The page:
The Memorial Student Center (MSC) provides leadership development opportunities for students through its 16 programming committees and six resource areas. Each includes student officers who bring higher levels of experience to lead the committees and resource areas. The MSC wanted to more fully understand the MSC officer student experience and measure their learning within their officer role as it relates to the Texas A&M undergraduate learning outcome of working collaboratively. The attached report summarizes the results of the analysis of the learning assessed as result of these MSC Officers experiences during the 2015-2016 academic year.
The Global Leadership Initiatives Program focuses on developing a context of international awareness, regional expertise, and language competence among the cadets at Texas A&M University. The Corps Global Leadership Initiatives Program is a partnership between the Corps of Cadets, the Department of International Studies, the Study Abroad Programs Office, and the Confucius Institute. Each year, cadets apply for one of the international trips. This year there were three different trips planned: Mexico, Japan, and Israel. The Corps of Cadets wanted to understand the experiences of the cadets on these trips, and three different surveys were developed in effort to measure the cadets' experiences in each country. The attached report summarizes the results of those assessments.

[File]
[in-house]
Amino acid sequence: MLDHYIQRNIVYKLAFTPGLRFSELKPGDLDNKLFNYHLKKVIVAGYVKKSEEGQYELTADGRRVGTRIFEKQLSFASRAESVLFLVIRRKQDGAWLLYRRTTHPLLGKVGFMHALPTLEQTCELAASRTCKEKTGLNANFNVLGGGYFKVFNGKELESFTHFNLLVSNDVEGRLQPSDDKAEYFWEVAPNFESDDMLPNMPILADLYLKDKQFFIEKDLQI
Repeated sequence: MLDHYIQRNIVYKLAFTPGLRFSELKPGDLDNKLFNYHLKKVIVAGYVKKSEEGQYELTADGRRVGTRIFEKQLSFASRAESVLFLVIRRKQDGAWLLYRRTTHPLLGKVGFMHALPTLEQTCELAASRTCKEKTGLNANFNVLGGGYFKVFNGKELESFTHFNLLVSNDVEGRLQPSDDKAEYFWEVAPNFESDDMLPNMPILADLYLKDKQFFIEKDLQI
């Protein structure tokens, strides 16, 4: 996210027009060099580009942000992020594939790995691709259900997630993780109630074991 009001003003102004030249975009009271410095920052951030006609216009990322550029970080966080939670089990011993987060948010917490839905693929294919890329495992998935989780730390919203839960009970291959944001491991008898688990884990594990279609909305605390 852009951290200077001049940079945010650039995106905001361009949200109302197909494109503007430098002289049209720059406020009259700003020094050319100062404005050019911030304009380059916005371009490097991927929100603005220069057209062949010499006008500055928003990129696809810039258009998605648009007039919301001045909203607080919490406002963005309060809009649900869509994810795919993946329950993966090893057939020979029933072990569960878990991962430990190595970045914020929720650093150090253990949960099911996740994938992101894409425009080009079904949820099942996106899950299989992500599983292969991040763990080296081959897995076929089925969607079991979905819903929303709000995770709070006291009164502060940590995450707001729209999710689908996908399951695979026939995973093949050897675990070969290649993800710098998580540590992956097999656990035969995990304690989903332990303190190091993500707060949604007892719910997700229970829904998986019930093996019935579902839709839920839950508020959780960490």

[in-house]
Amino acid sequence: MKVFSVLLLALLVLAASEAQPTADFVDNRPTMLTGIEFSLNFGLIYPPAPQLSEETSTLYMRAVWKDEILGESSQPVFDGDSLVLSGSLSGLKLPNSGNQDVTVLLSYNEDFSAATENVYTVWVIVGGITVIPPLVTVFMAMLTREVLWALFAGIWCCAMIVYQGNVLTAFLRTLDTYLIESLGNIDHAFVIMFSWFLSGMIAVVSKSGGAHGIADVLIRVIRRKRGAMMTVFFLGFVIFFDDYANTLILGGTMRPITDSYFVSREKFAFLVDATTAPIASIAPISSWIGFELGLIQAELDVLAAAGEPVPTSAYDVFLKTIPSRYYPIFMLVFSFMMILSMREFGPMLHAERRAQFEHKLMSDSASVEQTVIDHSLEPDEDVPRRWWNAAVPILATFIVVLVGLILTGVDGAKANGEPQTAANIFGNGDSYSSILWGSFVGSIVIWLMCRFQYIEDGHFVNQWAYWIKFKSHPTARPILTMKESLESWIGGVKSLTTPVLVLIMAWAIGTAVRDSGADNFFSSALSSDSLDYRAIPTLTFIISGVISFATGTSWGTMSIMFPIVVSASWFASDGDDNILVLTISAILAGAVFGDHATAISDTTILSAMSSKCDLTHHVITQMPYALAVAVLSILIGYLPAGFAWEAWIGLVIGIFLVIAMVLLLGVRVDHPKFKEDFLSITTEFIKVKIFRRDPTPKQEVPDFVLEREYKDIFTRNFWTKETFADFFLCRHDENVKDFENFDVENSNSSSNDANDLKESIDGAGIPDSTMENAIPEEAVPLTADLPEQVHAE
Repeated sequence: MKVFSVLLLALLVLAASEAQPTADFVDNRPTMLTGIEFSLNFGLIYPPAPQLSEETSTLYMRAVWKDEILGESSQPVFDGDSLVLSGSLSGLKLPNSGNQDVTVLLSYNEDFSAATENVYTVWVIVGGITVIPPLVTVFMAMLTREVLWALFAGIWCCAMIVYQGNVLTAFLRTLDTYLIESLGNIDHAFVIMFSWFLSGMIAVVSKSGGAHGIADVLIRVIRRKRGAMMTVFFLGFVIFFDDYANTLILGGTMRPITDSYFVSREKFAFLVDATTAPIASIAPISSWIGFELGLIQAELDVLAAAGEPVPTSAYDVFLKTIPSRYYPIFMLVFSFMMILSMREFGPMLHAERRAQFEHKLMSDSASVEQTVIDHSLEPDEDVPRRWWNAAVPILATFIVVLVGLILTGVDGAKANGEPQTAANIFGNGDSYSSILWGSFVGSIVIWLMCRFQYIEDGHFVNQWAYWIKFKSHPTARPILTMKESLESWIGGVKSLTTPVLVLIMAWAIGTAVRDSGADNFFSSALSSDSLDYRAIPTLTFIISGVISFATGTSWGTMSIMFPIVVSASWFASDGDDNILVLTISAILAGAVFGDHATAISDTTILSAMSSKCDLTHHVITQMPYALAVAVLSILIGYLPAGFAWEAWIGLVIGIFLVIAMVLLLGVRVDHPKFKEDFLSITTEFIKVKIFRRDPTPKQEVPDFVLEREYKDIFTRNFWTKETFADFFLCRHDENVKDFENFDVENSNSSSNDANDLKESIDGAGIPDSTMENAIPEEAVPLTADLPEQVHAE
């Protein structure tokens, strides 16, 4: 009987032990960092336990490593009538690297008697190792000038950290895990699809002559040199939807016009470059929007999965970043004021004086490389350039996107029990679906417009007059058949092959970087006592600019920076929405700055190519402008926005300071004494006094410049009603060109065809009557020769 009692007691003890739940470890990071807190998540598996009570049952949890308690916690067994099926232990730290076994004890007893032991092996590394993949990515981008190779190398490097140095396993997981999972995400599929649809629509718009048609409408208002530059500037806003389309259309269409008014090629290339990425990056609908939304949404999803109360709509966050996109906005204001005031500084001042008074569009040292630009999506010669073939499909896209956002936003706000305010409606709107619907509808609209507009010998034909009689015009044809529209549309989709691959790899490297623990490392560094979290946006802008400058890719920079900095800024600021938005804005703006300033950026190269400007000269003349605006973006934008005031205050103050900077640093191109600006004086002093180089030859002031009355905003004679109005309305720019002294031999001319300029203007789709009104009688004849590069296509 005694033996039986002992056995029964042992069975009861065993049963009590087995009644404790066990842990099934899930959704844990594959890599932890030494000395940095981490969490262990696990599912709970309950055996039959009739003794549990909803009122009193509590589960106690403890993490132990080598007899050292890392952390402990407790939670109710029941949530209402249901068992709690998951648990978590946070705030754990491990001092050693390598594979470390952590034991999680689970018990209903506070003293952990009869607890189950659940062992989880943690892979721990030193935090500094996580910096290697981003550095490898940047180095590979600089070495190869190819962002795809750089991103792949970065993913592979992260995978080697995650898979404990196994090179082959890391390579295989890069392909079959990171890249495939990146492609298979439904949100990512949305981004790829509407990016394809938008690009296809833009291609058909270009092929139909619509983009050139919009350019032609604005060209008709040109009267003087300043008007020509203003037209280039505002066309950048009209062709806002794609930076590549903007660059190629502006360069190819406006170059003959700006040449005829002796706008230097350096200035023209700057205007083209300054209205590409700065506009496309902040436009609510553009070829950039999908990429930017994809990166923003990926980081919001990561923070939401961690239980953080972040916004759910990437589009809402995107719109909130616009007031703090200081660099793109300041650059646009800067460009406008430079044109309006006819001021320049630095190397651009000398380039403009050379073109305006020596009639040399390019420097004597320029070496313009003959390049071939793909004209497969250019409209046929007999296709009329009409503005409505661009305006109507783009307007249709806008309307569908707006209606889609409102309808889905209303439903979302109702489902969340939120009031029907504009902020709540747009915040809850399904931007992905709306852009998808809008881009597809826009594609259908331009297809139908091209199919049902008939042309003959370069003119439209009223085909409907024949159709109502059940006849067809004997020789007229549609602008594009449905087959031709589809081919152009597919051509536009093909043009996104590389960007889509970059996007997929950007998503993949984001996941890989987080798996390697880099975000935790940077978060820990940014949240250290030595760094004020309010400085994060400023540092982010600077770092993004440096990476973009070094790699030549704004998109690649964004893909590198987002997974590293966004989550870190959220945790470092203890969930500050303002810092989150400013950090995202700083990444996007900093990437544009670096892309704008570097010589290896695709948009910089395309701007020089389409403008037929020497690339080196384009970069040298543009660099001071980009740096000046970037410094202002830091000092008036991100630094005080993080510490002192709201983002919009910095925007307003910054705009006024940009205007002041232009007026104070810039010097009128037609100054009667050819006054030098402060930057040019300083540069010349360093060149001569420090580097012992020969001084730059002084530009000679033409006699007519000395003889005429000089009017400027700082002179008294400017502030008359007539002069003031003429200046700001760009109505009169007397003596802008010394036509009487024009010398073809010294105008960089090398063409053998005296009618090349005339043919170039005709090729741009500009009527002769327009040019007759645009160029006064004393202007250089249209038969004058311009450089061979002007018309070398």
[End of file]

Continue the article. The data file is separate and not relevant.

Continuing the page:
In 2012,based on the University of Iowa's GROW (Guided Reflection on Work) program, the TAMU Division of Student Affairs (DSA) created Aggies RISE (Reflecting and Integrating Student Employment) to assess what students were learning from their student worker positions within the DSA. In 2012-2013 the Aggies RISE committee developed a pre- and post-survey to measure these identified outcomes. In addition, supervisors volunteered that year to be part of the pilot project to have conversations with their student workers using a structured interview protocol. The purpose was to have students reflect on how their on-the-job learning may have an impact on their academics and career choices.In 2016,